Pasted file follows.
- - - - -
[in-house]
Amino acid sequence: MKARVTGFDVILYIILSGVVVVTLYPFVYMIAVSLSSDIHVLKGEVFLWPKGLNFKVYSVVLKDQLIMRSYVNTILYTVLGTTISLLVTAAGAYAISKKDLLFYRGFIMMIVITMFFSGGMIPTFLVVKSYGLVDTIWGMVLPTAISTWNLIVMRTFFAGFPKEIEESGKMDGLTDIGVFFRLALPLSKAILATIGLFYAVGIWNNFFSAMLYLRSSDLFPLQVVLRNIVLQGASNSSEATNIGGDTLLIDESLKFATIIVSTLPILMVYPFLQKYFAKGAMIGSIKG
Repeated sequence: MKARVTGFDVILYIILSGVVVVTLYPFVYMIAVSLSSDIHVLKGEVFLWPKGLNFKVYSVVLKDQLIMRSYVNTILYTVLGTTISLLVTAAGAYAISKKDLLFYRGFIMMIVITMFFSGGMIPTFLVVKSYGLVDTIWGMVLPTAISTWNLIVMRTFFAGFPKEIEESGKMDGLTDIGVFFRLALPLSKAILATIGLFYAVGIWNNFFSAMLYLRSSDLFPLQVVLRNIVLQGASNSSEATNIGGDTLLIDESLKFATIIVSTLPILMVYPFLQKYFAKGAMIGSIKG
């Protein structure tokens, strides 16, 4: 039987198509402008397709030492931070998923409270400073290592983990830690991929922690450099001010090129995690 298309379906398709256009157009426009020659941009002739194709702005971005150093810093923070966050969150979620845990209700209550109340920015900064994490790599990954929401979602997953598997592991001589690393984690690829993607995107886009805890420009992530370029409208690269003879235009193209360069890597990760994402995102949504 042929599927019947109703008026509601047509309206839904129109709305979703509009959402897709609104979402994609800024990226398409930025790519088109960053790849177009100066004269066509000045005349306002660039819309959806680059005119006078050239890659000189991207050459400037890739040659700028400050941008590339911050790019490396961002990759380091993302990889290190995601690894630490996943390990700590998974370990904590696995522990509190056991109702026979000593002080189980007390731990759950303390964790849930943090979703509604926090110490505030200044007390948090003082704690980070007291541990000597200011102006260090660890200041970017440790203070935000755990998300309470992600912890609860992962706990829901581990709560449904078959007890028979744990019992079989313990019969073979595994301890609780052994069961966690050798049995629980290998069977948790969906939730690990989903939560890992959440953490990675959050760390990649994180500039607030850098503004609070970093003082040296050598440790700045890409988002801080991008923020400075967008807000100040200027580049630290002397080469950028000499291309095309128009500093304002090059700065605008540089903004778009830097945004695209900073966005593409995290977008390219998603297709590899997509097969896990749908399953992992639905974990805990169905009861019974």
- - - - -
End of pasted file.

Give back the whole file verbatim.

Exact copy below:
[in-house]
Amino acid sequence: MKARVTGFDVILYIILSGVVVVTLYPFVYMIAVSLSSDIHVLKGEVFLWPKGLNFKVYSVVLKDQLIMRSYVNTILYTVLGTTISLLVTAAGAYAISKKDLLFYRGFIMMIVITMFFSGGMIPTFLVVKSYGLVDTIWGMVLPTAISTWNLIVMRTFFAGFPKEIEESGKMDGLTDIGVFFRLALPLSKAILATIGLFYAVGIWNNFFSAMLYLRSSDLFPLQVVLRNIVLQGASNSSEATNIGGDTLLIDESLKFATIIVSTLPILMVYPFLQKYFAKGAMIGSIKG
Repeated sequence: MKARVTGFDVILYIILSGVVVVTLYPFVYMIAVSLSSDIHVLKGEVFLWPKGLNFKVYSVVLKDQLIMRSYVNTILYTVLGTTISLLVTAAGAYAISKKDLLFYRGFIMMIVITMFFSGGMIPTFLVVKSYGLVDTIWGMVLPTAISTWNLIVMRTFFAGFPKEIEESGKMDGLTDIGVFFRLALPLSKAILATIGLFYAVGIWNNFFSAMLYLRSSDLFPLQVVLRNIVLQGASNSSEATNIGGDTLLIDESLKFATIIVSTLPILMVYPFLQKYFAKGAMIGSIKG
């Protein structure tokens, strides 16, 4: 039987198509402008397709030492931070998923409270400073290592983990830690991929922690450099001010090129995690 298309379906398709256009157009426009020659941009002739194709702005971005150093810093923070966050969150979620845990209700209550109340920015900064994490790599990954929401979602997953598997592991001589690393984690690829993607995107886009805890420009992530370029409208690269003879235009193209360069890597990760994402995102949504 042929599927019947109703008026509601047509309206839904129109709305979703509009959402897709609104979402994609800024990226398409930025790519088109960053790849177009100066004269066509000045005349306002660039819309959806680059005119006078050239890659000189991207050459400037890739040659700028400050941008590339911050790019490396961002990759380091993302990889290190995601690894630490996943390990700590998974370990904590696995522990509190056991109702026979000593002080189980007390731990759950303390964790849930943090979703509604926090110490505030200044007390948090003082704690980070007291541990000597200011102006260090660890200041970017440790203070935000755990998300309470992600912890609860992962706990829901581990709560449904078959007890028979744990019992079989313990019969073979595994301890609780052994069961966690050798049995629980290998069977948790969906939730690990989903939560890992959440953490990675959050760390990649994180500039607030850098503004609070970093003082040296050598440790700045890409988002801080991008923020400075967008807000100040200027580049630290002397080469950028000499291309095309128009500093304002090059700065605008540089903004778009830097945004695209900073966005593409995290977008390219998603297709590899997509097969896990749908399953992992639905974990805990169905009861019974």